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“Every time I see a group of workers, it seems their wages are falling,” writes local labor lawyer Tom Geoghegan in Illinois Issues (February). “Case one: A big trucking company closed terminals all over the Midwest and started up again under a new name. The company with the new name signed a new contract with the union, then hired entirely different drivers. Entirely. In each terminal, all the old workers are gone. And the new ones have lower wages. Yet the powers-that-be are terrified that labor markets are too tight. Case two: A nationwide warehouse stopped hiring its own drivers and started using labor brokers. The reason? The warehouse doesn’t want to pay pensions. Still, young drivers line up to work with no benefits. Nothing. Who are these guys? They’re white male drivers who have skills and big rigs. But labor markets are tight?”

We’re number one! Or is it number two, three, or four? Local urbanologist Pierre deVise reports the following figures from census estimates and Bureau of Labor Statistics numbers: “Among the nation’s 10 largest metro areas, Chicago ranks first in number of jobs (4,244,200) [New York has 4,236,000]; second, after Atlanta, in job gains since 1990 (535,200); third in population, after New York and Los Angeles; and fourth in population gains since 1990” (from a press release for deVise’s report “Chicago at the Turn of the Millennium,” January).

“Straight kids [who grew up with gay parents] are confused,” says Abigail Garner, quoted by Jennifer Vanasco in the Chicago Free Press (January 19). “We feel pulled to gay culture, but we’re not gay. We can’t separate what is orientation and what is culture and we wind up being rejected both by the straight and gay worlds.” Vanasco writes that Garner “believes that when we say that we’re part of the GLBT community, we don’t really mean ‘community’–we just use the term as shorthand for being gay, lesbian, bisexual and transgender people.”

News you won’t hear from welfare reformers. “According to Illinois Department of Human Services (IDHS) records, only 23 percent of [Temporary Assistance to Needy Families, formerly AFDC] case closings from January to November of 1998 were due to increased income,” states an on-line summary of a new study by Work, Welfare and Families and the Chicago Urban League, “Living With Welfare Reform.” “The majority of families who lost welfare benefits during that time had their cases closed for noncompliance or administrative reasons.”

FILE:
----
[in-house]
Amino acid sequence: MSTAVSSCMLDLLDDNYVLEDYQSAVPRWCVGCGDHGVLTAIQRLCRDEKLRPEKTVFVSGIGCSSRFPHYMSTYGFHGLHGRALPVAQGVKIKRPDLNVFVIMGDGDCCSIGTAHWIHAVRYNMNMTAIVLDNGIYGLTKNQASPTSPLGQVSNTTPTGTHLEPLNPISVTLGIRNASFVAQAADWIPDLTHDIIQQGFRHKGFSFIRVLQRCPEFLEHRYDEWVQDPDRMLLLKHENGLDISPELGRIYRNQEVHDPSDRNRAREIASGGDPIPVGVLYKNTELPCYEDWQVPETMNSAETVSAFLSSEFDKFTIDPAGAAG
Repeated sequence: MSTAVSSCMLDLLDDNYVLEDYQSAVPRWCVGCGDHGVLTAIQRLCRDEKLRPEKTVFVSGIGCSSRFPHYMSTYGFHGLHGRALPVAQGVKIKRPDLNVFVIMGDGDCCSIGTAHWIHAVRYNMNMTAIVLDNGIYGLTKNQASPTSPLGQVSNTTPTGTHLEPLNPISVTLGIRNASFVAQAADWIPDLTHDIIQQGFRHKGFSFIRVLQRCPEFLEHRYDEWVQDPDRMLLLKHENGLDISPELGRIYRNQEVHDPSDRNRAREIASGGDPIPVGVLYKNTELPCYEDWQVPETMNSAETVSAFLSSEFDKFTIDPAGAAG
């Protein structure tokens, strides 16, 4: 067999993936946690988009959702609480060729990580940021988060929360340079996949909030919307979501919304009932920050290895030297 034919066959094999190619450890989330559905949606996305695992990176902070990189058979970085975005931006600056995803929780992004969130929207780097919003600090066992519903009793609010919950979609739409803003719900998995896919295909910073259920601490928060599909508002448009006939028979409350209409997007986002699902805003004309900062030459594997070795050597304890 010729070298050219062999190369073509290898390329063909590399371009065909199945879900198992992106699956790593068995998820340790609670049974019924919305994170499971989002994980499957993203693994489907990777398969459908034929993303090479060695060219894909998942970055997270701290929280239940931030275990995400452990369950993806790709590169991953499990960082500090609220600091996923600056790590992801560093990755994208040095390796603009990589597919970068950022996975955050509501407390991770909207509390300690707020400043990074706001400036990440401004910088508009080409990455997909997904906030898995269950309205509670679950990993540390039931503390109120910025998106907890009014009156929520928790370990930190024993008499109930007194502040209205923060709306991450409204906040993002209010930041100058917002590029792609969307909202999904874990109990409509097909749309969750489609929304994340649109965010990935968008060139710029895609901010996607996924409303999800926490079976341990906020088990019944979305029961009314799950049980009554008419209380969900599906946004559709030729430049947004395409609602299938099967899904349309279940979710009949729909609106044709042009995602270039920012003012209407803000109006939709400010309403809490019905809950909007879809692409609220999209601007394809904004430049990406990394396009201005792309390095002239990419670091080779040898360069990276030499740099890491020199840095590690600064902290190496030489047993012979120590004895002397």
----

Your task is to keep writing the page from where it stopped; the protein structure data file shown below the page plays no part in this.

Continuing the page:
“Interestingly, Chicago’s urban beavers have not created dams,” according to the “River Reporter” (Winter), newsletter of the Friends of the Chicago River. “They seem to have adapted to urban conditions by being secretive.”

The never-ending struggle to enforce good taste. “Watch out what you wish for,” cautions Indianapolis preservationist Kipp Normand in the Indiana Preservationist (January/February). “If sprawl is checked, that would encourage people of means to take control of historic buildings [in central cities]. Instead of building a new house in what was a cornfield, they may demolish historic buildings or turn them into the kind of design monstrosities we see so often in the ‘burbs.”

“Why is the industrial world’s most prosperous nation so afraid of its kids?” asks Salim Muwakkil in In These Times (February 7). Media fear mongering, much of it based on race. By contrast, “the creation of the juvenile court a century ago [in Cook County] was based on the notion that children are not just little adults, but people who comprehend the world–and think and act–differently. Lacking a perspective deepened by experience, they often fail to weigh risks and consequences and are readily influenced by peers. The most significant difference, however, is that they are redeemable and amenable to positive change.” But that view won’t sell papers or boost ratings.

Bad news for social investors. Business Ethics (January/February) lists 16 “socially responsible” equity funds that have been around for five years or more. Of the 16, only 3 have generated returns greater than the stock market average over the last five years (the S&P 500 Index return was 27.5 percent): Citizens Emerging Growth Fund (32 percent), Domini Social Equity Fund (28.2 percent), and Dreyfus Premium Third Century Fund (28 percent).